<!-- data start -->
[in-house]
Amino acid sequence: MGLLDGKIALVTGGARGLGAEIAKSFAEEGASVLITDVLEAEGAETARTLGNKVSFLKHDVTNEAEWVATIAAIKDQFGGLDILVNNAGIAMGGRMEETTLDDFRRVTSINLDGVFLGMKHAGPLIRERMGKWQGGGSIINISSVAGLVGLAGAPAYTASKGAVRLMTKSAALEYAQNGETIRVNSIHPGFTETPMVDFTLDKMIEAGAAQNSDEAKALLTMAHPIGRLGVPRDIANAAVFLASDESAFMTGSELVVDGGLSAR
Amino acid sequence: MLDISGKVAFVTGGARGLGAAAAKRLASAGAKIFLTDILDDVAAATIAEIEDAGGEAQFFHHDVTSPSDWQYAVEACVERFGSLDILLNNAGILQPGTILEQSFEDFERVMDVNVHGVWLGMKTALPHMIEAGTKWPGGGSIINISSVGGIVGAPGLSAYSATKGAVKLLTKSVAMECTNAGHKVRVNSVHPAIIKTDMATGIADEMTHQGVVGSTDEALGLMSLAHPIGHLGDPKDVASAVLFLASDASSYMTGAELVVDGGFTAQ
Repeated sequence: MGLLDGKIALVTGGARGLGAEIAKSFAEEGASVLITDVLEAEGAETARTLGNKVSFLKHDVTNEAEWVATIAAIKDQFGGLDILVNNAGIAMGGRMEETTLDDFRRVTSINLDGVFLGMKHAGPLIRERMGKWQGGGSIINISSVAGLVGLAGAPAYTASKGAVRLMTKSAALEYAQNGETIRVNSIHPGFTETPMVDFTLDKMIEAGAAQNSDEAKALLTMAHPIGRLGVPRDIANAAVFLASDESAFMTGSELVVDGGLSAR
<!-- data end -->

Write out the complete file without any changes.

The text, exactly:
[in-house]
Amino acid sequence: MGLLDGKIALVTGGARGLGAEIAKSFAEEGASVLITDVLEAEGAETARTLGNKVSFLKHDVTNEAEWVATIAAIKDQFGGLDILVNNAGIAMGGRMEETTLDDFRRVTSINLDGVFLGMKHAGPLIRERMGKWQGGGSIINISSVAGLVGLAGAPAYTASKGAVRLMTKSAALEYAQNGETIRVNSIHPGFTETPMVDFTLDKMIEAGAAQNSDEAKALLTMAHPIGRLGVPRDIANAAVFLASDESAFMTGSELVVDGGLSAR
Amino acid sequence: MLDISGKVAFVTGGARGLGAAAAKRLASAGAKIFLTDILDDVAAATIAEIEDAGGEAQFFHHDVTSPSDWQYAVEACVERFGSLDILLNNAGILQPGTILEQSFEDFERVMDVNVHGVWLGMKTALPHMIEAGTKWPGGGSIINISSVGGIVGAPGLSAYSATKGAVKLLTKSVAMECTNAGHKVRVNSVHPAIIKTDMATGIADEMTHQGVVGSTDEALGLMSLAHPIGHLGDPKDVASAVLFLASDASSYMTGAELVVDGGFTAQ
Repeated sequence: MGLLDGKIALVTGGARGLGAEIAKSFAEEGASVLITDVLEAEGAETARTLGNKVSFLKHDVTNEAEWVATIAAIKDQFGGLDILVNNAGIAMGGRMEETTLDDFRRVTSINLDGVFLGMKHAGPLIRERMGKWQGGGSIINISSVAGLVGLAGAPAYTASKGAVRLMTKSAALEYAQNGETIRVNSIHPGFTETPMVDFTLDKMIEAGAAQNSDEAKALLTMAHPIGRLGVPRDIANAAVFLASDESAFMTGSELVVDGGLSAR